Minnesota Muslims starting new conversations about sexuality after Orlando

Qais Munhazim
Qais Munhazim, 31, is University of Minnesota graduate student who moved to the U.S. seven years ago.
Courtesy Ricardo De Santiago

Qais Munhazim has known he was gay since he was 5. But for the Afghan born and raised Muslim, it just wasn't something you talked about.

"Growing up in the middle of war, I think more than anything survival is most important for us," he said. "Sexuality or sexual identity was nothing that we would actually think about."

The 31-year-old University of Minnesota graduate student moved to the U.S. seven years ago. Two years into living here, he decided he was comfortable enough to come out to his friends, even though he's not out to his family back home.

Not all of his Muslim friends here were supportive either. They didn't want to be associated with him. He says they considered him a sinner and that by being homosexual he'd "stepped out outside the realm of Islam."

"Whereas my sexuality has allowed me to come closer to Islam, and understand it in a more contextual and more theoretical and theological way," he said.

Munhazim fulfills all the pillars of Islam. He prays, fasts, and gives to charity. But to most Muslims, that doesn't matter. Homosexuality is considered a sin. Some think being gay, lesbian, bisexual or transgender automatically disqualifies a person from being Muslim.

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But the tragic events in Orlando are starting new conversations around homosexuality that for decades were taboo and uncomfortable. It's still a challenge to reconcile liberal views with strong religious beliefs. But many Muslims aren't only condemning the mass shooting, they're urging others stop casually accepting homophobia.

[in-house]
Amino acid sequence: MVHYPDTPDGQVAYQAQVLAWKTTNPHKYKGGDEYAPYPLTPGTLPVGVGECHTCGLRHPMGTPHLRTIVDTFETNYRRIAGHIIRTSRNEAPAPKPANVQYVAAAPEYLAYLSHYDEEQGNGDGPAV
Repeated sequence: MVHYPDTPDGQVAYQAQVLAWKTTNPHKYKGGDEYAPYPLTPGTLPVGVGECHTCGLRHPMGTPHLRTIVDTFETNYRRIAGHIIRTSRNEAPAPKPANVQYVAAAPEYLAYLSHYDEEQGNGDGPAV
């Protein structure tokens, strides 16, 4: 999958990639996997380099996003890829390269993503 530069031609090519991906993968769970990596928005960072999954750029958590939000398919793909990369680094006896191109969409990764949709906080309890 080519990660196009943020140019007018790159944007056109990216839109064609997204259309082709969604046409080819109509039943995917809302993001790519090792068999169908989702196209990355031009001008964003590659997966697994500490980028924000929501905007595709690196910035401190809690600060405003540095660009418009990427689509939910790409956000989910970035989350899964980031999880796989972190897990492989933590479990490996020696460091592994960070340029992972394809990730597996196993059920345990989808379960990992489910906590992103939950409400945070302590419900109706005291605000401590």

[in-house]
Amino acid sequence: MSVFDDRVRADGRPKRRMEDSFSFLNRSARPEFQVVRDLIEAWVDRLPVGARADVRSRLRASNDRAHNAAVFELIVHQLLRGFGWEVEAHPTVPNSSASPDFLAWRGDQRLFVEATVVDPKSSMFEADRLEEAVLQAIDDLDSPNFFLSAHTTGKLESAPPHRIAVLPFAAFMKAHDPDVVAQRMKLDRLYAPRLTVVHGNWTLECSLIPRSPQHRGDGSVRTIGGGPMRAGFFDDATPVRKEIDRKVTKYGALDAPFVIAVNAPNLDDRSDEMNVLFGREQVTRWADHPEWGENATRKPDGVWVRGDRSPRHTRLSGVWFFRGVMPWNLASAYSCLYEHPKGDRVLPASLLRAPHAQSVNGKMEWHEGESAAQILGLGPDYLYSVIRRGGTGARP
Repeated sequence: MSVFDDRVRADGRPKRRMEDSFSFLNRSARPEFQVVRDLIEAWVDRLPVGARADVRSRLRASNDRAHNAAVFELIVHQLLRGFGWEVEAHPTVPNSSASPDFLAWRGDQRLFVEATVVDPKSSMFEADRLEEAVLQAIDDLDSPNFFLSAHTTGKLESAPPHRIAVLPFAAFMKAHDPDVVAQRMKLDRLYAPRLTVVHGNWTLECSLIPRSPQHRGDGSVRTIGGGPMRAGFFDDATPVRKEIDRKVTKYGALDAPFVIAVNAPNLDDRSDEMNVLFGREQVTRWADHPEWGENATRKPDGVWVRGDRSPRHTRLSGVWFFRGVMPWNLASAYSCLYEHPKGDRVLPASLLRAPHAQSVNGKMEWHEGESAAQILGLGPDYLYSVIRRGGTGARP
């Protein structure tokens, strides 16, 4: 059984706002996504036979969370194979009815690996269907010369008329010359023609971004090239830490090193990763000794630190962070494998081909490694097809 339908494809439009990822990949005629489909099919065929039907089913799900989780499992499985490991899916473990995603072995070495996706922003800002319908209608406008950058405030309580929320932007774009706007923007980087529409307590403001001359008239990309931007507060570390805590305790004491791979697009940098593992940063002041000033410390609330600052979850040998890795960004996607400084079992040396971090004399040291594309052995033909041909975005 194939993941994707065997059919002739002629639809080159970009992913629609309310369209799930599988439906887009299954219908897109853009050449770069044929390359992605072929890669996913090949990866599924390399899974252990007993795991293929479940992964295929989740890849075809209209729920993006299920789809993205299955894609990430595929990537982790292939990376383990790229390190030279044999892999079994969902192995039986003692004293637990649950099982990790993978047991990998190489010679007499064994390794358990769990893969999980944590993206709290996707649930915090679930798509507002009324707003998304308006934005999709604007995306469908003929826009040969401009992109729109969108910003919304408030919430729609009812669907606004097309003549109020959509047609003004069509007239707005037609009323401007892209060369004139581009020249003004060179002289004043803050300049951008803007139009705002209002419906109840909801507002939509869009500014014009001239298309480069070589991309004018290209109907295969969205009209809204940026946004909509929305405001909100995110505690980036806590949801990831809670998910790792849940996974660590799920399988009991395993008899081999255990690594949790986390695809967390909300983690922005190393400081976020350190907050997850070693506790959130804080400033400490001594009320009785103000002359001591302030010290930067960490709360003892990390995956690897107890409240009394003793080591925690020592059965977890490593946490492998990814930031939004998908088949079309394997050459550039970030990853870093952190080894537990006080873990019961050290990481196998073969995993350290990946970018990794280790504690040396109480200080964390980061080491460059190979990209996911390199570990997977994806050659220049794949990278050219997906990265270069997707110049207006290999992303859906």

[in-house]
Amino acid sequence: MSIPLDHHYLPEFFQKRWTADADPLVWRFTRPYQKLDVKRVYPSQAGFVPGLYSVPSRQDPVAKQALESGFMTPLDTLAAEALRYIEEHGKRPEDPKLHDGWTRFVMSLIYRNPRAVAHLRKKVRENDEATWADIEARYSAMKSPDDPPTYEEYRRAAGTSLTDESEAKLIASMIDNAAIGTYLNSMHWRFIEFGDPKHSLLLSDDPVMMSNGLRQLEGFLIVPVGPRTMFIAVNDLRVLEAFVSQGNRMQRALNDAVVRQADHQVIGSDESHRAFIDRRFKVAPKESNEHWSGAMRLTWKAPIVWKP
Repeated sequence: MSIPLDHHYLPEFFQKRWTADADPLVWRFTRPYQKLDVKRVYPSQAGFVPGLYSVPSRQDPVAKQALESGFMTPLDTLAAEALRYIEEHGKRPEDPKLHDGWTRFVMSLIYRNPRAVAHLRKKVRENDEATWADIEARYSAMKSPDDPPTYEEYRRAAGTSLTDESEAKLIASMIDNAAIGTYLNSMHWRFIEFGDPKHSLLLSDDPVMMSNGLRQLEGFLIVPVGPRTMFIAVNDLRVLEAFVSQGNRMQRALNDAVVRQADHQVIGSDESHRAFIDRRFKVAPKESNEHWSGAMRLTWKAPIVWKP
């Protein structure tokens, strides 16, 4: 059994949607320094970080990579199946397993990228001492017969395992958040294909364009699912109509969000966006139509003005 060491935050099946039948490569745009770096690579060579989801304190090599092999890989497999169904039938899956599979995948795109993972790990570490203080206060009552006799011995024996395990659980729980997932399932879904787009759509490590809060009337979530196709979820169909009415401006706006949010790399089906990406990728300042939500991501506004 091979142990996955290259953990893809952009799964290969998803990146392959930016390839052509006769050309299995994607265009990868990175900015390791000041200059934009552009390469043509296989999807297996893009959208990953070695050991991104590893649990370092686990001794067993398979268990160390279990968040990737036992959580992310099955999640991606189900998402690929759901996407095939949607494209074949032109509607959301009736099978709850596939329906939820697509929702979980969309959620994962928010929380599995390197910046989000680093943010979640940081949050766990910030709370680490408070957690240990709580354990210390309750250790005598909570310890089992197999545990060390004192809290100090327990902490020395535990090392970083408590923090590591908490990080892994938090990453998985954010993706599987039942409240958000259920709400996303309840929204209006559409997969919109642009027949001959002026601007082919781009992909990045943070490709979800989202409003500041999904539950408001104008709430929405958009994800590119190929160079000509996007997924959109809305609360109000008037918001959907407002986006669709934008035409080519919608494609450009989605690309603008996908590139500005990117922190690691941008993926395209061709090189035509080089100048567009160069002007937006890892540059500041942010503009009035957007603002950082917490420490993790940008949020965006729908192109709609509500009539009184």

Samira Choudhury is from Minnesota and working toward a psychology degree in Chicago. After the shooting, she urged others on social media to not just condemn terrorism but to be more inclusive of gay people.

"We do that cyclically where we have to respond and then we get exhausted from the same cycle of discrimination explaining that we're not terrorists," said Choudhury. "I hope people have it in themselves this time to put that aside for just a minute and really look at people who need more than we do."

Choudhury's thoughts about creating safe spaces for LGBTQ members aren't welcomed by all Muslims, especially religious leaders. Munhazim says mosques in Minnesota don't accept openly gay people and he's been kicked out of mosques in the past. Imams say they take issue with those promoting homosexuality.

"It's not within our paradigm, really, to change the word of God," said Imam Makram El-Amin, leader of Masjid Al-Nur in Minneapolis.

"Our religion is clear about this matter. It's not a lifestyle that we accept as being part of the natural way of things for human beings. When it comes to that, that's my position, and that's Islam's position. And this incident as tragic and terrible as it is that does not change that," he said.

El-Amin was one of several local religious leaders who came out after the shooting to say they stand in solidarity with LGBTQ members. But that doesn't mean it's an endorsement.

"We know that there are certain things that come up to the level of human rights that supersede even the differences that we have," he said.

Even some progressive, social justice advocates wonder how much they should be involved when it comes to gay rights. A few religious leaders from across the country have said it's OK to support gay people without feeling like Muslims are abandoning their beliefs. Supporting the LGBTQ community means supporting the freedom to live freely without fear.

Most scholars, however, are only condemning the shooting and avoiding talking about homosexuality.

As an openly gay Muslim, Munhazim is one of very few in Minnesota. He says many more are afraid of showing their true identity, and shoving the conversation aside isn't helping.

"When they can cry about Islamophobia, why not about homophobia?" he said. "I could've been there and I am Muslim. Because I'm homosexual, I'm not Muslim? It's not for them to decide. This is between me and God."

As Muslims continue to observe the holy month of Ramadan, they're starting to have these difficult conversations. And while differences remain, they say just talking about homosexuality is progress.